Skin cancer is the most common cancer in the United States. There are approximately one million skin cancer diagnoses in the US each year. Skin cancer is easily preventable; by limiting exposure to ultraviolet (UV) rays, a person can reduce their risk for certain types of skin cancers. There is no such thing as a healthy tan. Tanning is the skin's biological response to injury. Whether from the sun or an artificial source, long range effects on the skin are the same. Short, intense bursts of UVA rays, such as those found in tanning beds and blistering sunburns, increase the risk of skin cancer. A family history of skin cancer, having fair skin, and having more than one blistering sun burn before puberty are other factors that can increase a person's risk for skin cancer.
Artificial sources of UV radiation, such as tanning beds and tanning lamps, expose our bodies to UVA rays. The average 15-30 minute visit to a tanning salon is equal to an entire day at the beach. A 2003 National Cancer Institute study found that women who used a tanning bed more than once a month are 55% more likely to develop melanoma, which is the most dangerous type of skin cancer.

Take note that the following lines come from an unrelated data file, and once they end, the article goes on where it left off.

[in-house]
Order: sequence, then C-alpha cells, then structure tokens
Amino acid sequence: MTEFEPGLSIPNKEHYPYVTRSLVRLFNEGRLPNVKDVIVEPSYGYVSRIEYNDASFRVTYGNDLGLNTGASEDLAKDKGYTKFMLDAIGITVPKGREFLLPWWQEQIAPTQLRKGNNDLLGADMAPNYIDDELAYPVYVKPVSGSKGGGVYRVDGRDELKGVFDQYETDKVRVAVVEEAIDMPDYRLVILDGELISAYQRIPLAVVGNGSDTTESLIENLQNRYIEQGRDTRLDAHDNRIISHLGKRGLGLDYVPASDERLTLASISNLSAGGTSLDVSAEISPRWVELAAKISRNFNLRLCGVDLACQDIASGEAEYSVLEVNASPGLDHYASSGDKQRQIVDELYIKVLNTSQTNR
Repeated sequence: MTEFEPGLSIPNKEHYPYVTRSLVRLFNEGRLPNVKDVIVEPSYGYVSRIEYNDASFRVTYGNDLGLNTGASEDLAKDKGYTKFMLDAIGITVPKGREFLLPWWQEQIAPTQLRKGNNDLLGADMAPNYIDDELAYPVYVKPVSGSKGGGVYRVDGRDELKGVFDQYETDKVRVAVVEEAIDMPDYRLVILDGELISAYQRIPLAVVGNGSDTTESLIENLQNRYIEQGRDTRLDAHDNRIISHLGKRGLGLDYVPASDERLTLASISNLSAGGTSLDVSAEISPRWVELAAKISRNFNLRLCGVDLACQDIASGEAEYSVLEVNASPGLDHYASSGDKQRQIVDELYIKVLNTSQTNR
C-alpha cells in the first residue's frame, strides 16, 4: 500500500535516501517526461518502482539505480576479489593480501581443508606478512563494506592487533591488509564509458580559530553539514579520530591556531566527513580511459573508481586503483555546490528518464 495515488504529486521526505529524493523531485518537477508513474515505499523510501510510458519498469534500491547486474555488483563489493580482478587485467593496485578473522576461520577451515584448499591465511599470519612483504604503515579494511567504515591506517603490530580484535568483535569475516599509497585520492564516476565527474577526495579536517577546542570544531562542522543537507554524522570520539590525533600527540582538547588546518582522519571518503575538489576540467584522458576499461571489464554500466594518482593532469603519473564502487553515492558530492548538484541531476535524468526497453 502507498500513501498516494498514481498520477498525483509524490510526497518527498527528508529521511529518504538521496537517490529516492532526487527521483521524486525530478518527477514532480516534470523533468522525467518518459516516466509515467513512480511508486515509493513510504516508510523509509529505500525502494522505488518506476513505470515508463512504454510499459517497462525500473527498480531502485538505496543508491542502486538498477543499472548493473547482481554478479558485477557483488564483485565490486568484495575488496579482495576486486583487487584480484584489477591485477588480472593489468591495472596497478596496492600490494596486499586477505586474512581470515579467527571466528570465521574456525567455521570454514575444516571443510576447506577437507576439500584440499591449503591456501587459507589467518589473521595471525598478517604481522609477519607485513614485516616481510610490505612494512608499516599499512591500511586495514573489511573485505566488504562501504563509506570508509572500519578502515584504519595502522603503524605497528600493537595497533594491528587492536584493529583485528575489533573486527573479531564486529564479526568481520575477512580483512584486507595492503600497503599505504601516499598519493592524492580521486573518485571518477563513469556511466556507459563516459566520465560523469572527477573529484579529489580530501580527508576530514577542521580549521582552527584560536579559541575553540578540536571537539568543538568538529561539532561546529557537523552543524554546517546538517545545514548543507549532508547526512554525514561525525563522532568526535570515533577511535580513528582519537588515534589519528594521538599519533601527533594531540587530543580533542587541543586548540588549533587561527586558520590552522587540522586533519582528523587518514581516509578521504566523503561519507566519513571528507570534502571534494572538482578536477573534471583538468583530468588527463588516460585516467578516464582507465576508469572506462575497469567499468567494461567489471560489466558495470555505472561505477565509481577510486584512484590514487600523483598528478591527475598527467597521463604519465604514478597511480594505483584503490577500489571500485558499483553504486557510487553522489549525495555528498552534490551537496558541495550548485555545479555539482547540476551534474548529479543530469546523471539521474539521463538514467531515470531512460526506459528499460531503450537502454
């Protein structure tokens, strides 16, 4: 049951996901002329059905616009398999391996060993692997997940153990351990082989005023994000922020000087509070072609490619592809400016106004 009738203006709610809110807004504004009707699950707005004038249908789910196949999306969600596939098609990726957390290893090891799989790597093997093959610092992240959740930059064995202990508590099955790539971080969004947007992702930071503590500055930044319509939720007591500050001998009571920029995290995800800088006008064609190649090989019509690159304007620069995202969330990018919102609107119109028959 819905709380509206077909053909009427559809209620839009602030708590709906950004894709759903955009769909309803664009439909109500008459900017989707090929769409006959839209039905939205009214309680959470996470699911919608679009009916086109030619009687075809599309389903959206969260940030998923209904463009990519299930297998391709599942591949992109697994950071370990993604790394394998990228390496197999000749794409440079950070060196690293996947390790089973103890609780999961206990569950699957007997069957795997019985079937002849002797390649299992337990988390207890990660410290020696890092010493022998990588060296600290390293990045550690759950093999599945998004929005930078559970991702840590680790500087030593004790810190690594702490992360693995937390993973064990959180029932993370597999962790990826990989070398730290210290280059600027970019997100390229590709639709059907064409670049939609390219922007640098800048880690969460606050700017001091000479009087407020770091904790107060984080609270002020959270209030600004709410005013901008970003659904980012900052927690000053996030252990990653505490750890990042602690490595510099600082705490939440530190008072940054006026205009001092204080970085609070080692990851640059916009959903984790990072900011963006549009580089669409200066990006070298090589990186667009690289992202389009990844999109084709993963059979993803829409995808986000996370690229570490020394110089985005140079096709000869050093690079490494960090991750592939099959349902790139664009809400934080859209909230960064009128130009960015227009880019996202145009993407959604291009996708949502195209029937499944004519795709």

It may be possible to reduce the risk for skin cancer. The following suggestions can help lower a person's risk:
- Avoid sunbathing.
- Avoid tanning beds.
- Wear a hat that shields your face from the sun.
- Limit your sun exposure. The sun is hottest and strongest between 10 a.m. and 3 p.m.
- Use sunscreen with a sun protection factor (SPF) of 15 or greater. Reapply often
- Wear sunglasses that are UV rated.
- Choose cosmetics, moisturizing creams, and lotions that contain a sunscreen.
- Protect your lips year around with a product that has a sun protection factor of 15 or greater.